The Manifesto reads:
“Designing in the digital age and a globalised world, with the availability of technological tools and the Internet (increasing connectivity), requires us to think differently and stand out, putting an emphasis on creativity.”
“Designers are therefore, bearers / conveyors / agents of ideas (good design shouldn’t be just mindless displays of information. We are the agents of transformation, the creators of new ideas (more concepts, more reasons). Therefore, good designs break free from tradition – to change, to defy or even disregard the rules, techniques, and ideas that existed before us.”
“Good design is necessary to communicate with a vast range of individuals (not necessarily with the use of words), explore and be creative, and breathe more excitement and brightness into a seemingly dull world.”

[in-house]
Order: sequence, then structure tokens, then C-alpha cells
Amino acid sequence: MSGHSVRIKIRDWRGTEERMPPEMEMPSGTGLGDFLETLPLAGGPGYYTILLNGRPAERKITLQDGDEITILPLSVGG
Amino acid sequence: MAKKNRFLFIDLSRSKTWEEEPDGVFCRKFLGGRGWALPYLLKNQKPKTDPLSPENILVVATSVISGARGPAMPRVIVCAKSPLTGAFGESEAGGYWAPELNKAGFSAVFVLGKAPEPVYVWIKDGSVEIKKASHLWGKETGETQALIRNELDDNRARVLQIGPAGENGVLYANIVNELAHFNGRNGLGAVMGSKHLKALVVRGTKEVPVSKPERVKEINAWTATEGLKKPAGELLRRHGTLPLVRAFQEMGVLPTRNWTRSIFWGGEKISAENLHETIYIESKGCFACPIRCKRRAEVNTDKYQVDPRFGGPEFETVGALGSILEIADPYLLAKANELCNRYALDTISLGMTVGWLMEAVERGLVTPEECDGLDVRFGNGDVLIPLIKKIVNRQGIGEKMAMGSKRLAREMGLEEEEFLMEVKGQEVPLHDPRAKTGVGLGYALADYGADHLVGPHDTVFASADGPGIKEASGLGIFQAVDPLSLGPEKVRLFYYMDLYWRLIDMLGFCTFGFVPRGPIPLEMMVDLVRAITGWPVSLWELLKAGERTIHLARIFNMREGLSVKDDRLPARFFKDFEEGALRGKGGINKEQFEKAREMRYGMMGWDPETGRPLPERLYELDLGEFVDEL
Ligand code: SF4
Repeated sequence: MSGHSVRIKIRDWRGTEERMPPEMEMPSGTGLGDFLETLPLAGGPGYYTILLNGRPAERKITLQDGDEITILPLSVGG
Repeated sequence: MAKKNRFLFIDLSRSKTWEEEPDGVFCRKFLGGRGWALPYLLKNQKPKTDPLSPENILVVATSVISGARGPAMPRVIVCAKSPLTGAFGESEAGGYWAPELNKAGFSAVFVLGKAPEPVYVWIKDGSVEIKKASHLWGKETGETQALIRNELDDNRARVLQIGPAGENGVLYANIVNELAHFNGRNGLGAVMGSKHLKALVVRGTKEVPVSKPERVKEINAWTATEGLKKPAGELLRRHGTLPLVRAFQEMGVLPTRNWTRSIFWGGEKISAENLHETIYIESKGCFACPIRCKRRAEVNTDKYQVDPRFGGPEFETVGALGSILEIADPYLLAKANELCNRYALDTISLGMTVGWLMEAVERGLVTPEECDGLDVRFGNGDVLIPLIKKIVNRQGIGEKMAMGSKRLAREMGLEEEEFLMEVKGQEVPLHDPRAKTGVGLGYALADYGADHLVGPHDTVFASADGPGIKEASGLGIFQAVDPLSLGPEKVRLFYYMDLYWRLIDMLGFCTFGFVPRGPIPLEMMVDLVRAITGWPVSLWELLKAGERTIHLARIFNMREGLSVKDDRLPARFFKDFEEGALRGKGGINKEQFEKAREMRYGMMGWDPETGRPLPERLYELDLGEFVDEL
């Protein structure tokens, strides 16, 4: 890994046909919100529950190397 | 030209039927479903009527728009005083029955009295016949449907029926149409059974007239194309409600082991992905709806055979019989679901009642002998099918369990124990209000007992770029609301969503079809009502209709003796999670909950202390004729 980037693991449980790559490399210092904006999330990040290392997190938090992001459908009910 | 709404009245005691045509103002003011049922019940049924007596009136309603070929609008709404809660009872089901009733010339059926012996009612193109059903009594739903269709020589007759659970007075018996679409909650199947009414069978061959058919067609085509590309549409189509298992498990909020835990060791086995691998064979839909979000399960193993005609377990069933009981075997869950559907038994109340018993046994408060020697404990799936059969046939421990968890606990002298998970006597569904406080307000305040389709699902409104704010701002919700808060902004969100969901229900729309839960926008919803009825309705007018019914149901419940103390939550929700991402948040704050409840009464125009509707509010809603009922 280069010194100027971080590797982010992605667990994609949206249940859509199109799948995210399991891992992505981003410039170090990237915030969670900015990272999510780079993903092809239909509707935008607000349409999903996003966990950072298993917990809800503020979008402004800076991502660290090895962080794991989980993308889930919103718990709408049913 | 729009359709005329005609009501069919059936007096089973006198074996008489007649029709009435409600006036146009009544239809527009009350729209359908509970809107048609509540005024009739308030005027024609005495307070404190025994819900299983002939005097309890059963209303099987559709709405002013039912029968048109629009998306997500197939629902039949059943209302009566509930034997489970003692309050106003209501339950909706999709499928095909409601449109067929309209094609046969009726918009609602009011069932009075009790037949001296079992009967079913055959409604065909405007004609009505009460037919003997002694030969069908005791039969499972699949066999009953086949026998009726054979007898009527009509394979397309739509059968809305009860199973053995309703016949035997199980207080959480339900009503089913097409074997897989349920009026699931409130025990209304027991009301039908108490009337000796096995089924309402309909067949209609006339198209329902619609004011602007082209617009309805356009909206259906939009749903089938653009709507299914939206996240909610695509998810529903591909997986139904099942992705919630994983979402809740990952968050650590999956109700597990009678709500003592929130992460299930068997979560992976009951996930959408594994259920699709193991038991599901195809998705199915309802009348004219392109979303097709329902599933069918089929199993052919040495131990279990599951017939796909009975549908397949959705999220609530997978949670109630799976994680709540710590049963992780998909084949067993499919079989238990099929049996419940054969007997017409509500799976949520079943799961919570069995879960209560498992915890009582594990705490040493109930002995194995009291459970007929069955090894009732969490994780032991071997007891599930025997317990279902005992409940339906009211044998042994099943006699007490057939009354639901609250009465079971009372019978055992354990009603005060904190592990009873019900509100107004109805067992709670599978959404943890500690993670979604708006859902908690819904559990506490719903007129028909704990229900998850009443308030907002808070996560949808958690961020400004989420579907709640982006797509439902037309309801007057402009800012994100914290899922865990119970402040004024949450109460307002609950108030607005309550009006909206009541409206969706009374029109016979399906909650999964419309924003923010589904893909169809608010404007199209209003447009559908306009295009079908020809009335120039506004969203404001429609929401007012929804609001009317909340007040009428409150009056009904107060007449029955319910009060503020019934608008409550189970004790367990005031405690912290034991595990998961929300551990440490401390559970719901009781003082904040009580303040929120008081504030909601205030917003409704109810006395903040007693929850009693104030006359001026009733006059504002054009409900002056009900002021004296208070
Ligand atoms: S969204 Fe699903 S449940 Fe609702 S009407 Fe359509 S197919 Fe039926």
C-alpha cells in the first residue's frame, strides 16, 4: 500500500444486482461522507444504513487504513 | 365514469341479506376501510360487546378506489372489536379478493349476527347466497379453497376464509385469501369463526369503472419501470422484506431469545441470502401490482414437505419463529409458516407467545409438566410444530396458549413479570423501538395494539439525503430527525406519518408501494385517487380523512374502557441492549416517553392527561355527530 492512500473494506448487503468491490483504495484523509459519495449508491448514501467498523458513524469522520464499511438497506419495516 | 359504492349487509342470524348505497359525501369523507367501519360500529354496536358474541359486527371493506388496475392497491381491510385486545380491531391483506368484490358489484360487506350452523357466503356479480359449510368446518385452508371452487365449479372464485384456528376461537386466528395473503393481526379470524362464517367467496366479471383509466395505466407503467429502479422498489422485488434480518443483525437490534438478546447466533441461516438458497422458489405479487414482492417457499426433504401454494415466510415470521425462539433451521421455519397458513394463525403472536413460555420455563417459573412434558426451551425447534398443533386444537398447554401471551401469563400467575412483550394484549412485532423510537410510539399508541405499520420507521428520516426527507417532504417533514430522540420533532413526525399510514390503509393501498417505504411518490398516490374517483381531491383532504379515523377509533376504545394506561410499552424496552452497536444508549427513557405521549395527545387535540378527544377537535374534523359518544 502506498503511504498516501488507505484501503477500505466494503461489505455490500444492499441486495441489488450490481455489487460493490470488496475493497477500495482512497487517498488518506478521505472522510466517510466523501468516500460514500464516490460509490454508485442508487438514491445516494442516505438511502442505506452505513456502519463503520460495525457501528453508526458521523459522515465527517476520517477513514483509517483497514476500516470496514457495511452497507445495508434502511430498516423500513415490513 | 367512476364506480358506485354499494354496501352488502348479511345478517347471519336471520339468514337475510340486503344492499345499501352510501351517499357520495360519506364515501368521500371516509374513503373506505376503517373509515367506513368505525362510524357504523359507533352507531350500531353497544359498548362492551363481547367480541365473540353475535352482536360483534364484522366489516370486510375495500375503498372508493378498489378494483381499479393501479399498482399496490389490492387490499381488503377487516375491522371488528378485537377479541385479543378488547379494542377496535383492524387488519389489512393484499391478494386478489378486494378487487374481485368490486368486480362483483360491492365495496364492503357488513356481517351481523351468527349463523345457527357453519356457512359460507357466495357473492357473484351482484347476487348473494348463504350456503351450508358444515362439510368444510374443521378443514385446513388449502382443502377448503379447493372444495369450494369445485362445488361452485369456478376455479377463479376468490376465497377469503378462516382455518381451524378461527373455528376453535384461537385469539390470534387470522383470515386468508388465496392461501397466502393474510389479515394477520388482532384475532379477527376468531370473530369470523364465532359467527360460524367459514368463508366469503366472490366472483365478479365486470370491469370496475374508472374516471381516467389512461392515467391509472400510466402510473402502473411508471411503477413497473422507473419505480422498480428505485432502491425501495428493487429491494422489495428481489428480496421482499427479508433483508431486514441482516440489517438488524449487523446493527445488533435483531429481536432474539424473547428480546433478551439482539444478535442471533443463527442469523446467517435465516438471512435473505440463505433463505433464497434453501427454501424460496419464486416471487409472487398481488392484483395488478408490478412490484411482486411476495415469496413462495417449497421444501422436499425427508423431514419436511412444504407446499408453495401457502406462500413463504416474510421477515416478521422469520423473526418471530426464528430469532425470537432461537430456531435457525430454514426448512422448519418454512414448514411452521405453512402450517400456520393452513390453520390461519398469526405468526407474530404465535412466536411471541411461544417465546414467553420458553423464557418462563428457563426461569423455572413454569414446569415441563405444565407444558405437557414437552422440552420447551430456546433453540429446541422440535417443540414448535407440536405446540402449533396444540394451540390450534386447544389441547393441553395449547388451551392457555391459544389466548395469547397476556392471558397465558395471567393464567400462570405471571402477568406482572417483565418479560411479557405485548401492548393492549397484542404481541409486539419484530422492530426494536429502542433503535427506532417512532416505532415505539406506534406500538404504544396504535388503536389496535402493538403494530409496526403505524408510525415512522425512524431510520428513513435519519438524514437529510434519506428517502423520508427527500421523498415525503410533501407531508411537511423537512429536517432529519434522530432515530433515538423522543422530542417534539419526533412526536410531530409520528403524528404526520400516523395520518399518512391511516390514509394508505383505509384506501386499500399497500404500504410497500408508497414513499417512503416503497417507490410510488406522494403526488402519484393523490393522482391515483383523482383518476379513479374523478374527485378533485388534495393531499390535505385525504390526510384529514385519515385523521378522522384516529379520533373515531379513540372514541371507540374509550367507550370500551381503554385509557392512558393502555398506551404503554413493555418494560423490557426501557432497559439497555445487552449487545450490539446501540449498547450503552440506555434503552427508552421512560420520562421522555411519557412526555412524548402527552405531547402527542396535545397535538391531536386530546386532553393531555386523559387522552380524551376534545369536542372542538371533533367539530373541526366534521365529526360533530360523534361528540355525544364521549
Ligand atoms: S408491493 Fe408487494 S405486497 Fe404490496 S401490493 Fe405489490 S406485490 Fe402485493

The manifesto drew inspiration from the Modernism movement, where artists around the world began to use new imagery, materials and techniques to create artworks that they felt better reflected the realities and hopes of modern societies. I thought the notion of experimenting and exploring with new techniques and tools, which eventually brought about new movements, was inspiring and should be practised more in design.
The manifesto was hand-written on torn pieces of paper from different notebooks, with scribbles and cancellations, to better reflect the emphasis on the brainstorming and experimentation stages of designing.